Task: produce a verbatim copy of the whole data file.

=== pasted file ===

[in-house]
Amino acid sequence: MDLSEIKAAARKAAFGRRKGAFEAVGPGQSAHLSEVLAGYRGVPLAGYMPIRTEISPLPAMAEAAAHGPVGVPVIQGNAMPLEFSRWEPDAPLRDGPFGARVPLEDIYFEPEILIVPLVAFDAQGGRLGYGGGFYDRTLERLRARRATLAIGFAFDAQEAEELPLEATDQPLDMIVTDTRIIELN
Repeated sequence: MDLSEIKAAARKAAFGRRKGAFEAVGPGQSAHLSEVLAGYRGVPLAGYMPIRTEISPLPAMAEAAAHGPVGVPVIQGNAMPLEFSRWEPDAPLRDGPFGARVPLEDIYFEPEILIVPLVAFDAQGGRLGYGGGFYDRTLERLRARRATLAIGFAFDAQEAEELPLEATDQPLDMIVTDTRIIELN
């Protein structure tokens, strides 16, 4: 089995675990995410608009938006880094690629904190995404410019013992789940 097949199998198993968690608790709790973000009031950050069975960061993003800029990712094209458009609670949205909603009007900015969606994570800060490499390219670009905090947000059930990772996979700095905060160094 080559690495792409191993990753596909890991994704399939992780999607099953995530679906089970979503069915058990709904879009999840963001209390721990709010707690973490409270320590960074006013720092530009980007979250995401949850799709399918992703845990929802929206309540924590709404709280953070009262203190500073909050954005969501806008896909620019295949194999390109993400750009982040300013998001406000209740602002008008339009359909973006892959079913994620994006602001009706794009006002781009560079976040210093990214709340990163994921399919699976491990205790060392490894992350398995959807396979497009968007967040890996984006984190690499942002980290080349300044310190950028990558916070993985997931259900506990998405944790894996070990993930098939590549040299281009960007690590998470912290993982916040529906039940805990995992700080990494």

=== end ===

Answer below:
[in-house]
Amino acid sequence: MDLSEIKAAARKAAFGRRKGAFEAVGPGQSAHLSEVLAGYRGVPLAGYMPIRTEISPLPAMAEAAAHGPVGVPVIQGNAMPLEFSRWEPDAPLRDGPFGARVPLEDIYFEPEILIVPLVAFDAQGGRLGYGGGFYDRTLERLRARRATLAIGFAFDAQEAEELPLEATDQPLDMIVTDTRIIELN
Repeated sequence: MDLSEIKAAARKAAFGRRKGAFEAVGPGQSAHLSEVLAGYRGVPLAGYMPIRTEISPLPAMAEAAAHGPVGVPVIQGNAMPLEFSRWEPDAPLRDGPFGARVPLEDIYFEPEILIVPLVAFDAQGGRLGYGGGFYDRTLERLRARRATLAIGFAFDAQEAEELPLEATDQPLDMIVTDTRIIELN
């Protein structure tokens, strides 16, 4: 089995675990995410608009938006880094690629904190995404410019013992789940 097949199998198993968690608790709790973000009031950050069975960061993003800029990712094209458009609670949205909603009007900015969606994570800060490499390219670009905090947000059930990772996979700095905060160094 080559690495792409191993990753596909890991994704399939992780999607099953995530679906089970979503069915058990709904879009999840963001209390721990709010707690973490409270320590960074006013720092530009980007979250995401949850799709399918992703845990929802929206309540924590709404709280953070009262203190500073909050954005969501806008896909620019295949194999390109993400750009982040300013998001406000209740602002008008339009359909973006892959079913994620994006602001009706794009006002781009560079976040210093990214709340990163994921399919699976491990205790060392490894992350398995959807396979497009968007967040890996984006984190690499942002980290080349300044310190950028990558916070993985997931259900506990998405944790894996070990993930098939590549040299281009960007690590998470912290993982916040529906039940805990995992700080990494």